For her capstone, Clark wanted to create a legacy of place for Native people at Brown for her capstone. In addition to compiling a set of recommendations for the University, she designed and tilled a traditional medicine and pollinator garden on campus, adjacent to the John Nicholas Brown Center on Benefit Street. The garden features Indigenous flora, including 100 seeds comprising 20 plant species donated by Elizabeth James-Perry, who served as a NAISI artist-in-residence for part of this semester. Clark hopes to include plant identifiers translated into Narragansett and Wampanoag.

Crawford olds his wampum in a bag
Chandlee Crawford created his own wampum belt, which he holds here in a protective bag. Photo provided by Chandlee Crawford. 

Crawford explored the grading of different Northeastern tribes’ wampum (a traditional shell bead often woven into belts or strings and used in ceremony, diplomacy, storytelling and more) by Western anthropologists. He argued that the classifications of quality — i.e., the notion that wampum from the Haudenosaunee is “superior” to the “inferior” Abenaki or Wabanaki wampum — were instilled by western archaeologists with little regard for the objects’ cultural significance. Crawford, a wampum artist himself, worked with a tribal elder to create his own wampum belt for his capstone.

The semester’s capstone course brought the concentrators together in a dedicated meeting place, but also offered an opportunity for the students to bond more organically as they worked through their five distinct yet connected projects.

“In that way, the class feels very Indigenous,” Kalāhiki said. “We were never working in silos, even though we’re all doing very different things.”

‘Resilient enough to get us here’

As the cohort’s undergraduate education at Brown draws to a close, they said they’re left with bittersweet reflections. On the one hand, they found and created a close-knit community, the bonds of which will outlast their time as Brown students. On the other, investigating the treatment of Indigenous peoples — including some of their own ancestors — and cultural objects across time was painful and emotionally draining at times.

As the concentration continues to expand, Bordelon hopes current and future scholars will be mindful of their privileges and the realities of Native and Indigenous people — that they aren’t ancient relics to be studied like artifacts, but living people who are simply going about their daily lives.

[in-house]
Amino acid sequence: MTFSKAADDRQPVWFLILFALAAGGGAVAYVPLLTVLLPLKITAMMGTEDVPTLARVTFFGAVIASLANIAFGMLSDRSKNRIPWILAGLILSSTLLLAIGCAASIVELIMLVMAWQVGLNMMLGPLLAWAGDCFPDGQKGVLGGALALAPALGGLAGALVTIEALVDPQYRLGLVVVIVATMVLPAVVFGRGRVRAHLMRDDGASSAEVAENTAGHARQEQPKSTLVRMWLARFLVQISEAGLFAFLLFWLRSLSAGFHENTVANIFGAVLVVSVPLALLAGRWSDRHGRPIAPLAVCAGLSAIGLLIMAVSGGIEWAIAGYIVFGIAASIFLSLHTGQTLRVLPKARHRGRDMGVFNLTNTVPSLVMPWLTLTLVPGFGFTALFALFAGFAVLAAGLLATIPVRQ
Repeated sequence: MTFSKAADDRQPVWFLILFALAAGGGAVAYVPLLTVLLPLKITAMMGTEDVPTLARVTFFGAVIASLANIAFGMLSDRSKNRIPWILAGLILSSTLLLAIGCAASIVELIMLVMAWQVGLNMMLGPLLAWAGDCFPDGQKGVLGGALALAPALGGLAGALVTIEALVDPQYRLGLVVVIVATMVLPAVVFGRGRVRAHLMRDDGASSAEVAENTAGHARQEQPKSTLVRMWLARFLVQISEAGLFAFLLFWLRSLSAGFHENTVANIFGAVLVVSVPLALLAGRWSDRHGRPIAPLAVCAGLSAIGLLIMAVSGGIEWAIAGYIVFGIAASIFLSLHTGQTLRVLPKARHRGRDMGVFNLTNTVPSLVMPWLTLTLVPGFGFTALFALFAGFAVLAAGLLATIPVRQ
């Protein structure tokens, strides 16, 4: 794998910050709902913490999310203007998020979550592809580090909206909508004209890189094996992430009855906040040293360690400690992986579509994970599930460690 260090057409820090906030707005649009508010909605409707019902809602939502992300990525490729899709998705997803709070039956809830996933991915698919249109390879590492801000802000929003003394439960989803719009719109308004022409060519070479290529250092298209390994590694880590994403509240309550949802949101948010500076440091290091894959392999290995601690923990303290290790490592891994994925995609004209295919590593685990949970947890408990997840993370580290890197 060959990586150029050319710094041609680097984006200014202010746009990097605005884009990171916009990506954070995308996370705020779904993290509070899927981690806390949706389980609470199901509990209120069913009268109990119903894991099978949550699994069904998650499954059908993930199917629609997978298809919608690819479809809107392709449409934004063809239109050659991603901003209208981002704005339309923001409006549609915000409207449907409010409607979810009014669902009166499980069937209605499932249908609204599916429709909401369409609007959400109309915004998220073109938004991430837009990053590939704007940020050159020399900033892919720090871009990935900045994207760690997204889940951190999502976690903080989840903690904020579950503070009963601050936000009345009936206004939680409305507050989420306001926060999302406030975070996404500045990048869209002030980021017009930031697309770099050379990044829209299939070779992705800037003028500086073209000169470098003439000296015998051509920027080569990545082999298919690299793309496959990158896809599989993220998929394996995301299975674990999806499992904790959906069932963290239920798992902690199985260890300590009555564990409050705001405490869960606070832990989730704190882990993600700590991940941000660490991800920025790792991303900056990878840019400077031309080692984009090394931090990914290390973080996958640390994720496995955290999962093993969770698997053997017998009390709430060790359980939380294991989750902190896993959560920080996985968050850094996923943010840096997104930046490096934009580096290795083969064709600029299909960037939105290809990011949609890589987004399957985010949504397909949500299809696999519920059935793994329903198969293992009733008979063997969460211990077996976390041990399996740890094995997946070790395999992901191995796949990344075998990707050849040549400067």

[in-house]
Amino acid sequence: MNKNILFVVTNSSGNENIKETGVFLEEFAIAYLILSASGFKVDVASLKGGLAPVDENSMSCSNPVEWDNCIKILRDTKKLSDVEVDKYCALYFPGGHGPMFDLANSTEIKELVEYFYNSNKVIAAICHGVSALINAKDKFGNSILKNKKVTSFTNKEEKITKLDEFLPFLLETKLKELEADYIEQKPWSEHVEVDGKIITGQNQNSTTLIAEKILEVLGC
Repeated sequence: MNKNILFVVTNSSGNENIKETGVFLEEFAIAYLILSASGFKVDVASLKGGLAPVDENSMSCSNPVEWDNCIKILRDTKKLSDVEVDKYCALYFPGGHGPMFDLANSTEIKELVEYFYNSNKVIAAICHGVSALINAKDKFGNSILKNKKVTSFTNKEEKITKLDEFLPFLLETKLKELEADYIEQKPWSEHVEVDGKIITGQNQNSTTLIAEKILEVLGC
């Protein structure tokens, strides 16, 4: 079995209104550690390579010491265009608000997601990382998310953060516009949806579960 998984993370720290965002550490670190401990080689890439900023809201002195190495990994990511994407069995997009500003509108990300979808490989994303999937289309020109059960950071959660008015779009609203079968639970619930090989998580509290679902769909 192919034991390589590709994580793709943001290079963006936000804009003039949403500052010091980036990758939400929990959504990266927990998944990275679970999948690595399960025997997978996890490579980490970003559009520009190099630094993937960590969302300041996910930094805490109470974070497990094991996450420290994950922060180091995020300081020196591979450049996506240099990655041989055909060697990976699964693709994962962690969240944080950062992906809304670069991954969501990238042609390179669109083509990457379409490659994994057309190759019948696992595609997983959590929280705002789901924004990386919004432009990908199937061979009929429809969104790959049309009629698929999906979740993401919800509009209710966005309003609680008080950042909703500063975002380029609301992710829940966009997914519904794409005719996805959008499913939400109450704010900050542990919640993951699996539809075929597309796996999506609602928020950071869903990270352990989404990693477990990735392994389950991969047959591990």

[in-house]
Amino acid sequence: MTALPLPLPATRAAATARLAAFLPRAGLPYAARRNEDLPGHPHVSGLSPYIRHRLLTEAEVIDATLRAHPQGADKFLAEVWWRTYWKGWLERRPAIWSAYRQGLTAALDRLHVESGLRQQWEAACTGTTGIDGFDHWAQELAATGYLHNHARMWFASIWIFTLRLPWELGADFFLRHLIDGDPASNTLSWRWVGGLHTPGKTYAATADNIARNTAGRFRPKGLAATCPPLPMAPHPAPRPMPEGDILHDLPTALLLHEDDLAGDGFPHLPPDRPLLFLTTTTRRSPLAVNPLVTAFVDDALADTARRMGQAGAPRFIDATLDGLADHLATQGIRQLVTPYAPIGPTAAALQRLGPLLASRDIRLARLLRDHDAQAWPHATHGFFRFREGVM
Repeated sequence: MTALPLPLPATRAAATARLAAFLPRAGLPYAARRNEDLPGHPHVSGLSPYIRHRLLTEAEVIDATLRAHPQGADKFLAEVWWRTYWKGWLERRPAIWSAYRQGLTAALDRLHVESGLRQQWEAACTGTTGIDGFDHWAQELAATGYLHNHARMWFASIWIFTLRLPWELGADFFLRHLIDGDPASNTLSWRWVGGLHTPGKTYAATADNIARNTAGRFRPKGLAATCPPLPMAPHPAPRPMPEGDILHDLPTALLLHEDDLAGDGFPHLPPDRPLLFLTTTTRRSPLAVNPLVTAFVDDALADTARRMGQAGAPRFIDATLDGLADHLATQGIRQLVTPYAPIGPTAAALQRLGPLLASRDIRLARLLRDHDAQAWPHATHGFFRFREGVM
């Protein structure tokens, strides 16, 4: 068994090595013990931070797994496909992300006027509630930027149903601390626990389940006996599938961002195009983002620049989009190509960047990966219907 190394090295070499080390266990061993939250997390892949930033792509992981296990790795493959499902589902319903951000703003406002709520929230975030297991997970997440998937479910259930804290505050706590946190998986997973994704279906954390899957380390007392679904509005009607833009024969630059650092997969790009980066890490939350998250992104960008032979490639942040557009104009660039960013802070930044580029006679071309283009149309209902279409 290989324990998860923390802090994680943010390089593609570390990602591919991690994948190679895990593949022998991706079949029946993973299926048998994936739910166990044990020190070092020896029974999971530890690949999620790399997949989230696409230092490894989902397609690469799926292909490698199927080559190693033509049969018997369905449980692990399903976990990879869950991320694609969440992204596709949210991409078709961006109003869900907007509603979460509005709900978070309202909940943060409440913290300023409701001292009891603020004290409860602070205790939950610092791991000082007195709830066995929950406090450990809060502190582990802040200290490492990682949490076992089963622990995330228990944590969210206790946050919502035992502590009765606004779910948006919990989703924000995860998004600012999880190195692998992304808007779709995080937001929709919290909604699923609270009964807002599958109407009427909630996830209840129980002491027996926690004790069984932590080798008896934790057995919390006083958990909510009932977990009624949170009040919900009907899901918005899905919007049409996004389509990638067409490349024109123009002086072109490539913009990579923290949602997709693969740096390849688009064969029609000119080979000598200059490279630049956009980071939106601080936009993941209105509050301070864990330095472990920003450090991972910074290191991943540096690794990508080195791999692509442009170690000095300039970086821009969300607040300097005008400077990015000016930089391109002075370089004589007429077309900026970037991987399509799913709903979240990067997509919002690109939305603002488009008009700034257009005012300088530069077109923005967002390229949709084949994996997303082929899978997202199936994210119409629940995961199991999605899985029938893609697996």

“It’s really important for non-Indigenous people in Native studies to be aware that they can do all of the research, all of the studies they want, but at the end of the day, they won’t have that lived experience,” she said. “Which is not to say that their work isn’t valuable, but I don’t think anyone — even Indigenous people — can say that they’re a total expert in this field, when we’re in a constant state of learning and growing.”

Being surrounded by Native people from all over the world in academic settings has been a really essential part of my education here at Brown.

Kaliko Kalāhiki Class of 2024
Kaliko smiles at camera, wearing scarfs

Clark echoed the sentiment, noting that the intersections of her own identity were something she struggled with internally when she started at Brown.

“I’m mixed white and Native, and I grew up in a really white place where it took me a while to realize how I saw myself,” Clark said. “It led me to think, ‘If I’m not from the rez, I don’t belong in the Native community here.’” 

But that initial trepidation was quashed once she pushed herself out of her comfort zone and into the arms of a community — and cohort — that soon began to feel like a second home. And being able to take the knowledge gleaned from her time as a critical Native American and Indigenous studies concentrator and bring it back home to the Muscogee Nation is nothing short of remarkable.

“This is no small feat,” Clark said. “I think it’s amazing that we’re all still here, and that our people have been resilient enough to get us here. We should all be really proud of ourselves.”